Thursday, September 24, 2015

Anyone's Guess

People's personas only exist in the images  others have of them. We have no identity in reality.

I was convinced through my life that I would eventually find my ID, being of the Aries persuasion, but due to a twist of events, I  instead came to the knowledge that I don't actually have one. My personality is a product of imagination. Of vapors, gasses, and general hallucinations. Who I am is anyone's guess.


Blogger kadimiros said...

Hmm...Is that a problem?

What is this ineffable thing you term "identity"? ;-)

24/9/15 1:24 PM  
Blogger jm said...

Ha ha! That is the question.

Ineffable: incapable of being expressed or described in words

You got me there. You're the wordman. You give it a try while I give it some thought. Keep in mind that I'm referring to personality, not physical characteristics, such as fingerprints.

24/9/15 5:08 PM  
Blogger kadimiros said...

"You give it a try while I give it some thought."

Ha, identity is a question you have long posed to yourself; no fair handing it to someone else! I can hear teacher Saturn transiting philosophical Sagittarius saying nay, nay, nay. ;-) Or maybe it's neigh-neigh-neigh.

I will answer for myself only, for I can best speak to my idea complexes relating to the notion of identity. You may, and probably should, have your own way to relate to it. After all, you may mean something different by the same word.

26/9/15 2:51 PM  
Blogger kadimiros said...

"Keep in mind that I'm referring to personality, not physical characteristics, such as fingerprints."

Ah, so "identity" is without fingerprints. A crafty sort it is which leaves no physical trace behind. Hrmm, but so many things are fingerless. Like some gloves. Well, perhaps it has feet of Piscean clay, maybe even a glass slipper. We must not approach too directly, lest it vanish into the night like a frightened debutante, about to be unmasked, fleeing the surety of identification. This is quite the puzzle! Or, as Yul Brynner said in The King and I, "a puzzlement".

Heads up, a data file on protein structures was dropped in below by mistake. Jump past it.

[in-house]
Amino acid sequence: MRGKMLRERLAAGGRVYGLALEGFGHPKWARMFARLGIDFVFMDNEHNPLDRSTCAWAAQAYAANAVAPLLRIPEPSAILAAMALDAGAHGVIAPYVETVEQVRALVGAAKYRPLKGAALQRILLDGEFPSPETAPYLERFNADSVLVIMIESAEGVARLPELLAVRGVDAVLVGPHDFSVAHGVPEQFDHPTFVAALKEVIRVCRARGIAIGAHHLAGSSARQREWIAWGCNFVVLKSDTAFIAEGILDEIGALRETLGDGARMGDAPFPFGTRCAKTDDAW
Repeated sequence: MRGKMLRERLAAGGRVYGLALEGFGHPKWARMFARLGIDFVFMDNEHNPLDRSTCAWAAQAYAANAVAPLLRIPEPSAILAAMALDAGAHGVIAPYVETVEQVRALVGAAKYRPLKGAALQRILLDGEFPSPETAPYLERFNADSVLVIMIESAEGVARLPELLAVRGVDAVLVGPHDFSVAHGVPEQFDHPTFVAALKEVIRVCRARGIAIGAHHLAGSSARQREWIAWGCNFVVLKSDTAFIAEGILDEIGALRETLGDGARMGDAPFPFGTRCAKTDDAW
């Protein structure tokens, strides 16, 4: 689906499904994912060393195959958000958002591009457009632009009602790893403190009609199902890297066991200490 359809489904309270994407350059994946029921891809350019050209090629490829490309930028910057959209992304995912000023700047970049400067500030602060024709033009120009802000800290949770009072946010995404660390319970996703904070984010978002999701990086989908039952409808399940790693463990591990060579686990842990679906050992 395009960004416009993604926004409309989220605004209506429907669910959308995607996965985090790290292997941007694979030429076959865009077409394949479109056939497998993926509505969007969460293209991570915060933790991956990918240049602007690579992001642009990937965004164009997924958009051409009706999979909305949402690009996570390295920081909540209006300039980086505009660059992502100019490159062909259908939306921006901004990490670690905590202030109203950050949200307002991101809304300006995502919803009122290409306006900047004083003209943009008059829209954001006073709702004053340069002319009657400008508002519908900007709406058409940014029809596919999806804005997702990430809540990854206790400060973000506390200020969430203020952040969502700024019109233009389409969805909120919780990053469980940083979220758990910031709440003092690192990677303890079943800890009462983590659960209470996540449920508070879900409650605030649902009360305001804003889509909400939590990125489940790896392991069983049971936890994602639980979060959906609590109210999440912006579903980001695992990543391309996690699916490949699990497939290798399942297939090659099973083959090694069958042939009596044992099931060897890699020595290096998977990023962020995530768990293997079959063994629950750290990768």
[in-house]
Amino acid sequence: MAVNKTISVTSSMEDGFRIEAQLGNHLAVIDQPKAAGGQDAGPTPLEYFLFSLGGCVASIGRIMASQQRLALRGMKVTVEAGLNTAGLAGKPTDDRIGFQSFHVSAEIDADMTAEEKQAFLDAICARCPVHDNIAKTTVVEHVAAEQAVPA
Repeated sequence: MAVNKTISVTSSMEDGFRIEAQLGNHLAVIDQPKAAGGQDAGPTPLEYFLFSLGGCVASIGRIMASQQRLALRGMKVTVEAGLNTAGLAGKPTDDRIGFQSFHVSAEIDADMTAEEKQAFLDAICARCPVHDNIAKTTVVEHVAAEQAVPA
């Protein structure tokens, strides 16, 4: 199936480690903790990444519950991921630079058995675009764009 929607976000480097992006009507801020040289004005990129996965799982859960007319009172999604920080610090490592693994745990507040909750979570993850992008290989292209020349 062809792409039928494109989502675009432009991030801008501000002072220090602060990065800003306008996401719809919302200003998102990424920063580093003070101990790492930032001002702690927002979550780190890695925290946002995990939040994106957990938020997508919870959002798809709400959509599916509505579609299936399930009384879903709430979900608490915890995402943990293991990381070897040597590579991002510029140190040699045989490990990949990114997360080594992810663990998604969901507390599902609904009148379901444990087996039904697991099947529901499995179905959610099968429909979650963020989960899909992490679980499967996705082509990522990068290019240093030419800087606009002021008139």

And here we scent a method to the madness of associative trains of thought. This is how it works. Let's look up the lyrics. I confess, I don't recall them.

26/9/15 3:07 PM  
Blogger kadimiros said...

And the king sang:

"When I was a boy, world was better spot.
What was so was so, what was not was not.
Now, I am a man, world have changed a lot.
Some things nearly so, others nearly not.

"There are times I almost think
I am not sure of what I absolutely know.
Very often find confusion
In conclusion, I concluded long ago"

He goes on to indecisively weigh the risks inherent in choosing international allies, and to inquire into the kind of leadership personality he should assume before them and his son. Identity, identity, but which identity?

Brynner was singing, "in character", as a man grown more complex and nuanced than he could communicate to his son or to his subjects, all of whom depended on him to foster order and protect their world.

Interestingly, his character closes the song by invoking Buddha in whose philosophy the self is illusory, and reiterating his puzzlement.

And, of course, since conversations here at the Jazzrap Cafe favor it, we must not neglect the astrological symbolism.

So we find that Brynner was born with Mercury conjunct Neptune, nigh upon the Leo Ascendant, and with Cancerian Sun in the 12th house and a Taurean Moon in the 10th house. Astrologers might think it most fitting that the real man projected those symbolized elements by way of a fictional character and not, say, as an actual head of state.